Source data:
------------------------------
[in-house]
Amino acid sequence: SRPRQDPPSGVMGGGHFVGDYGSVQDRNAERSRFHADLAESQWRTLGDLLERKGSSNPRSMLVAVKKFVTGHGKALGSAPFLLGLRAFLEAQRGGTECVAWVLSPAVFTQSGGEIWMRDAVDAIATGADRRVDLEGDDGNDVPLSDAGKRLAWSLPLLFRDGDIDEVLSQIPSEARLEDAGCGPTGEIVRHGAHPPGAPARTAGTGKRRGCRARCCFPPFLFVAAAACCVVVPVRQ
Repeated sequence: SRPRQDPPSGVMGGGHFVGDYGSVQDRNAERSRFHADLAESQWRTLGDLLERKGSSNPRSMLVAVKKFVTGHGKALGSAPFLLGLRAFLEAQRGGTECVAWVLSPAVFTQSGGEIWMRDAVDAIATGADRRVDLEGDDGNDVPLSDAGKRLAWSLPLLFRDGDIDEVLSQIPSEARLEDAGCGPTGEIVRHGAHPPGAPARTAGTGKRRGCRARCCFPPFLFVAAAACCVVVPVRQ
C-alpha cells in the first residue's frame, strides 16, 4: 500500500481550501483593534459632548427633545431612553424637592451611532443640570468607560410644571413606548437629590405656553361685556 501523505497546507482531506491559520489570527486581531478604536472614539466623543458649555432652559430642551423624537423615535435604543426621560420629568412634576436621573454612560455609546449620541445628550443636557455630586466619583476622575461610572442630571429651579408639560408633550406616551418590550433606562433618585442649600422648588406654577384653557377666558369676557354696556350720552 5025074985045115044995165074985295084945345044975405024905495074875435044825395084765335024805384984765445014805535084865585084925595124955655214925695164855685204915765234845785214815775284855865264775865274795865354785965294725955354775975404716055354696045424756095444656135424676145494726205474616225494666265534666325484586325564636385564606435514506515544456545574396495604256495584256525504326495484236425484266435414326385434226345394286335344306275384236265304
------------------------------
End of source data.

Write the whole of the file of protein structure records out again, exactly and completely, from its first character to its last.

[in-house]
Amino acid sequence: SRPRQDPPSGVMGGGHFVGDYGSVQDRNAERSRFHADLAESQWRTLGDLLERKGSSNPRSMLVAVKKFVTGHGKALGSAPFLLGLRAFLEAQRGGTECVAWVLSPAVFTQSGGEIWMRDAVDAIATGADRRVDLEGDDGNDVPLSDAGKRLAWSLPLLFRDGDIDEVLSQIPSEARLEDAGCGPTGEIVRHGAHPPGAPARTAGTGKRRGCRARCCFPPFLFVAAAACCVVVPVRQ
Repeated sequence: SRPRQDPPSGVMGGGHFVGDYGSVQDRNAERSRFHADLAESQWRTLGDLLERKGSSNPRSMLVAVKKFVTGHGKALGSAPFLLGLRAFLEAQRGGTECVAWVLSPAVFTQSGGEIWMRDAVDAIATGADRRVDLEGDDGNDVPLSDAGKRLAWSLPLLFRDGDIDEVLSQIPSEARLEDAGCGPTGEIVRHGAHPPGAPARTAGTGKRRGCRARCCFPPFLFVAAAACCVVVPVRQ
C-alpha cells in the first residue's frame, strides 16, 4: 500500500481550501483593534459632548427633545431612553424637592451611532443640570468607560410644571413606548437629590405656553361685556 501523505497546507482531506491559520489570527486581531478604536472614539466623543458649555432652559430642551423624537423615535435604543426621560420629568412634576436621573454612560455609546449620541445628550443636557455630586466619583476622575461610572442630571429651579408639560408633550406616551418590550433606562433618585442649600422648588406654577384653557377666558369676557354696556350720552 5025074985045115044995165074985295084945345044975405024905495074875435044825395084765335024805384984765445014805535084865585084925595124955655214925695164855685204915765234845785214815775284855865264775865274795865354785965294725955354775975404716055354696045424756095444656135424676145494726205474616225494666265534666325484586325564636385564606435514506515544456545574396495604256495584256525504326495484236425484266435414326385434226345394286335344306275384236265304